Students on Australian campuses are copying material from the internet and textbooks, submitting work by previous students, collaborating on assignments and hiring someone more knowledgeable in a subject to sit their examinations.
Surveys have found that about 80 per cent of undergraduates admitted to cheating, while 54 per cent of postgraduates said they had cheated at least once during their courses.
In one investigation, researchers sought anonymous responses from students enrolled at Monash and Swinburne universities on their past practices and attitudes to 18 types of cheating.
The survey covered almost 700 students in information technology, business and psychology departments. Students were asked if they had ever plagiarised material from the internet or textbooks, submitted assignments by previous students, hired or asked someone else to sit an examination, or collaborated with others on work intended to be completed individually.
The most common forms of cheating included plagiarism and sharing work with other students for assignments. Taking notes into examinations and hiring or asking someone to take a student's place were the least common.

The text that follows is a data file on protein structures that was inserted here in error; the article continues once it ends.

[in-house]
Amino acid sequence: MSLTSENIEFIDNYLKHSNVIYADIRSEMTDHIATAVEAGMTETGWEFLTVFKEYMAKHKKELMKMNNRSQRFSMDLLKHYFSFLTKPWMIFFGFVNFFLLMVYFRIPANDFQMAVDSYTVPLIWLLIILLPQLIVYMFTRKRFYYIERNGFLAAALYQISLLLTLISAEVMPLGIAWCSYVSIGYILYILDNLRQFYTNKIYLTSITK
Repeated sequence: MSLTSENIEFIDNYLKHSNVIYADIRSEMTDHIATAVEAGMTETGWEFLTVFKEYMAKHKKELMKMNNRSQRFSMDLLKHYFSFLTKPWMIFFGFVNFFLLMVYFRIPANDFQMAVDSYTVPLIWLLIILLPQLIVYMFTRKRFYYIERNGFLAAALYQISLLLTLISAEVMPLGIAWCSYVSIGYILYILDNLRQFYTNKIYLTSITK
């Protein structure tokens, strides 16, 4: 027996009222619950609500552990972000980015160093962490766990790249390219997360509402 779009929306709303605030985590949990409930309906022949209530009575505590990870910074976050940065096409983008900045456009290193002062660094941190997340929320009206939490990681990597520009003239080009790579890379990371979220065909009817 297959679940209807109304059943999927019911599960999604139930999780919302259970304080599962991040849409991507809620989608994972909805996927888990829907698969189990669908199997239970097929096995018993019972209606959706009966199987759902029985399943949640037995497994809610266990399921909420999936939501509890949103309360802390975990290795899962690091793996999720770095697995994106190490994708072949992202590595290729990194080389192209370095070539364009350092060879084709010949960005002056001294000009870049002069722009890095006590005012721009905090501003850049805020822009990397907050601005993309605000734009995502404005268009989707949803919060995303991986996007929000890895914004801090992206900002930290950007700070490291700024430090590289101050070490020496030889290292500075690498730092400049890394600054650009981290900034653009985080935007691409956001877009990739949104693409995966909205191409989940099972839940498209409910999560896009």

But student leaders criticised the findings. They said that many of those classed as cheats had not cheated deliberately. Collaborating with other students on assignments was common and could not be classed as cheating, they said.
National Union of Students president Daniel Kyriacou said the prevalence of collaboration on assignments needed to be seen in the context of increasing financial pressures on students. Mr Kyriacou said most students were employed for at least 20 hours a week.
A survey of 2,150 lecturers at 12 Australian universities found that most believed plagiarism had increased over the past two decades. More than one in five academics said it had increased because of the availability of electronic text and the practice of giving weight in final assessments to work completed during the year.
An investigation last year of plagiarism at six Victorian universities revealed that more than one in 12 students had used the internet to copy substantial portions of their essays. The project assessed almost 2,000 essays from 17 subjects.
Web crawlers developed by Turnitin.com assessed the essays for similarities to material available on the internet or in those by other students. Essays with 25 per cent or more of the text deemed to be similar were checked by the researchers to see if the students had made attributions.
Students had plagiarised material from other essays as well as from more than 400 web sources, including at least five dedicated "cheat" sites. A consortium has been established so the software can be installed across the six universities.